Abstract: Protecting Outside Investors in a Laissez-faire Legal Environment: Corporate Governance in Victorian Britain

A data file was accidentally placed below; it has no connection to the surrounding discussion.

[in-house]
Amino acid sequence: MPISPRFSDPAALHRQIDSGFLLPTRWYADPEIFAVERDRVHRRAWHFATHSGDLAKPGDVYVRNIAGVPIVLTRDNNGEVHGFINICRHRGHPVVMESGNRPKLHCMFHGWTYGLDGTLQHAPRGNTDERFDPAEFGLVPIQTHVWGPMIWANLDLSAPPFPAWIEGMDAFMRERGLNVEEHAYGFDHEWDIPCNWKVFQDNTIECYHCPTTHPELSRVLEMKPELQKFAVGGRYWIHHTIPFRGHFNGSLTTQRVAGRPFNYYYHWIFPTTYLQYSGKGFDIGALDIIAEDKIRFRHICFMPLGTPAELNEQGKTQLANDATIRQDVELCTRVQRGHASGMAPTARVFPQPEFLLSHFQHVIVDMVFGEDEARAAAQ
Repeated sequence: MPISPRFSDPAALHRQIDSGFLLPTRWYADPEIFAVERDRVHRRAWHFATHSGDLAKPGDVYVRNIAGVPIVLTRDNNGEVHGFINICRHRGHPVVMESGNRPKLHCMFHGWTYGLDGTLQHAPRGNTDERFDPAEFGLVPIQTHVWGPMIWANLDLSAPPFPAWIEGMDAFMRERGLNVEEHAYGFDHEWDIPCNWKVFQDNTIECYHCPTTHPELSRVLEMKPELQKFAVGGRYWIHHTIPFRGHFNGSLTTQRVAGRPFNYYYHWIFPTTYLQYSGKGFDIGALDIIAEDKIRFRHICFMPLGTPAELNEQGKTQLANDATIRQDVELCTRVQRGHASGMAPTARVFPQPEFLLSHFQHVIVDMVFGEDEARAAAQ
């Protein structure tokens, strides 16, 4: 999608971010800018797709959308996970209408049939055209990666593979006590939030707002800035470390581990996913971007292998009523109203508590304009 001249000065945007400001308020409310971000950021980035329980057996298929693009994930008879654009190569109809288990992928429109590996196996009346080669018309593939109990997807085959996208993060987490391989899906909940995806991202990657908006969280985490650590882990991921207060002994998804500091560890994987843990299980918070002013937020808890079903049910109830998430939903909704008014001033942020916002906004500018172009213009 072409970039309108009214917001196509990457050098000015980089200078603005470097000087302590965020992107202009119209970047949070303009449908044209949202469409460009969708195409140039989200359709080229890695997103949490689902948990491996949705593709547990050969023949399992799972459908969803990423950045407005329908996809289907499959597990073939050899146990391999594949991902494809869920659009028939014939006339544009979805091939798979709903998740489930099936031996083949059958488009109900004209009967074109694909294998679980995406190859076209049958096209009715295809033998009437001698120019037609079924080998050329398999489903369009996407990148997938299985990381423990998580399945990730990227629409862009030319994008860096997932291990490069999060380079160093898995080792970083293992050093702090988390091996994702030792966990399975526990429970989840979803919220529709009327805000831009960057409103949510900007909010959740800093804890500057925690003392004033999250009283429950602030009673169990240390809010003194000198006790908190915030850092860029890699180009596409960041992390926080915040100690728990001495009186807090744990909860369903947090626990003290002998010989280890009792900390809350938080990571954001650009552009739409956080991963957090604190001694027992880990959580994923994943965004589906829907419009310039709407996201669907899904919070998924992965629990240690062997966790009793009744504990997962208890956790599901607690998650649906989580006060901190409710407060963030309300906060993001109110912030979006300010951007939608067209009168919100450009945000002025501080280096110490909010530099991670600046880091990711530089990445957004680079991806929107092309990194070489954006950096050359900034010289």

Although the British capital market experienced a great expansion in the nineteenth century, companies in Victorian Britain operated in a laissez-faire legal environment from the perspective of outside investors. This paper seeks to identify the alternative mechanisms which were used to protect outside shareholders by examining the corporate governance of over 800 publicly-traded companies. We assess the effectiveness of these mechanisms by estimating their impact on firm performance. Our evidence suggests that dividends acted as a substitute for legal protection. Our findings also suggest that board independence may also have played a role in protecting outside investors. Notably, company voting rules and shareholder monitoring does not appear to have played a role in protecting shareholders. The findings of this article, as well as having implications for contemporary law and finance debates, may have some bearing on the long-running debate on the role of the capital markets in the alleged failure of the Victorian economy.